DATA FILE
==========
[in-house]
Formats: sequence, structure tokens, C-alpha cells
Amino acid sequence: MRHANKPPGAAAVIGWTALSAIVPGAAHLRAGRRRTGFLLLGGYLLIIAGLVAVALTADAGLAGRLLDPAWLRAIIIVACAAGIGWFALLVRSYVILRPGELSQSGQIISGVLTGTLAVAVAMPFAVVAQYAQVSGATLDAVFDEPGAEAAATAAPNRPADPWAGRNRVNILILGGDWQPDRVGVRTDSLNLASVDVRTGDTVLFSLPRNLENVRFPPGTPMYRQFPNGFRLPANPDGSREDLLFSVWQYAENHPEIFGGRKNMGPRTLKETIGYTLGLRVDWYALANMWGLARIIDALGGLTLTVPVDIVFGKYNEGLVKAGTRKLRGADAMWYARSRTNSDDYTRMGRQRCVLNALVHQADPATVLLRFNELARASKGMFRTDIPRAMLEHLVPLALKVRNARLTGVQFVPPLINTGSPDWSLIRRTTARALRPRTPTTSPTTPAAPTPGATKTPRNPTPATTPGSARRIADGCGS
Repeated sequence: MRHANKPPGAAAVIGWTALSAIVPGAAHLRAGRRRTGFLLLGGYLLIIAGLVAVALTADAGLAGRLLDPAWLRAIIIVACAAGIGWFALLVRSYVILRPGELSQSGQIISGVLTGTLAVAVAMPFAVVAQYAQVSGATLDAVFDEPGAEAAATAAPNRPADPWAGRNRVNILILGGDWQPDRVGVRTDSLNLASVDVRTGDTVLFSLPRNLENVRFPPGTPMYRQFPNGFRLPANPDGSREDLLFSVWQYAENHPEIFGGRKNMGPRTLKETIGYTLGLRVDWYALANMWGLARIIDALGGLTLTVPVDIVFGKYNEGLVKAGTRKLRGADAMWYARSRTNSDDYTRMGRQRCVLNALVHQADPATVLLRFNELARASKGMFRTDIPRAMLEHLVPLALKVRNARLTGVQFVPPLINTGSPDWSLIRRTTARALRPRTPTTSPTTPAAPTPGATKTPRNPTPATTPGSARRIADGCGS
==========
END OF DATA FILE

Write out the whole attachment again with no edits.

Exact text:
[in-house]
Formats: sequence, structure tokens, C-alpha cells
Amino acid sequence: MRHANKPPGAAAVIGWTALSAIVPGAAHLRAGRRRTGFLLLGGYLLIIAGLVAVALTADAGLAGRLLDPAWLRAIIIVACAAGIGWFALLVRSYVILRPGELSQSGQIISGVLTGTLAVAVAMPFAVVAQYAQVSGATLDAVFDEPGAEAAATAAPNRPADPWAGRNRVNILILGGDWQPDRVGVRTDSLNLASVDVRTGDTVLFSLPRNLENVRFPPGTPMYRQFPNGFRLPANPDGSREDLLFSVWQYAENHPEIFGGRKNMGPRTLKETIGYTLGLRVDWYALANMWGLARIIDALGGLTLTVPVDIVFGKYNEGLVKAGTRKLRGADAMWYARSRTNSDDYTRMGRQRCVLNALVHQADPATVLLRFNELARASKGMFRTDIPRAMLEHLVPLALKVRNARLTGVQFVPPLINTGSPDWSLIRRTTARALRPRTPTTSPTTPAAPTPGATKTPRNPTPATTPGSARRIADGCGS
Repeated sequence: MRHANKPPGAAAVIGWTALSAIVPGAAHLRAGRRRTGFLLLGGYLLIIAGLVAVALTADAGLAGRLLDPAWLRAIIIVACAAGIGWFALLVRSYVILRPGELSQSGQIISGVLTGTLAVAVAMPFAVVAQYAQVSGATLDAVFDEPGAEAAATAAPNRPADPWAGRNRVNILILGGDWQPDRVGVRTDSLNLASVDVRTGDTVLFSLPRNLENVRFPPGTPMYRQFPNGFRLPANPDGSREDLLFSVWQYAENHPEIFGGRKNMGPRTLKETIGYTLGLRVDWYALANMWGLARIIDALGGLTLTVPVDIVFGKYNEGLVKAGTRKLRGADAMWYARSRTNSDDYTRMGRQRCVLNALVHQADPATVLLRFNELARASKGMFRTDIPRAMLEHLVPLALKVRNARLTGVQFVPPLINTGSPDWSLIRRTTARALRPRTPTTSPTTPAAPTPGATKTPRNPTPATTPGSARRIADGCGS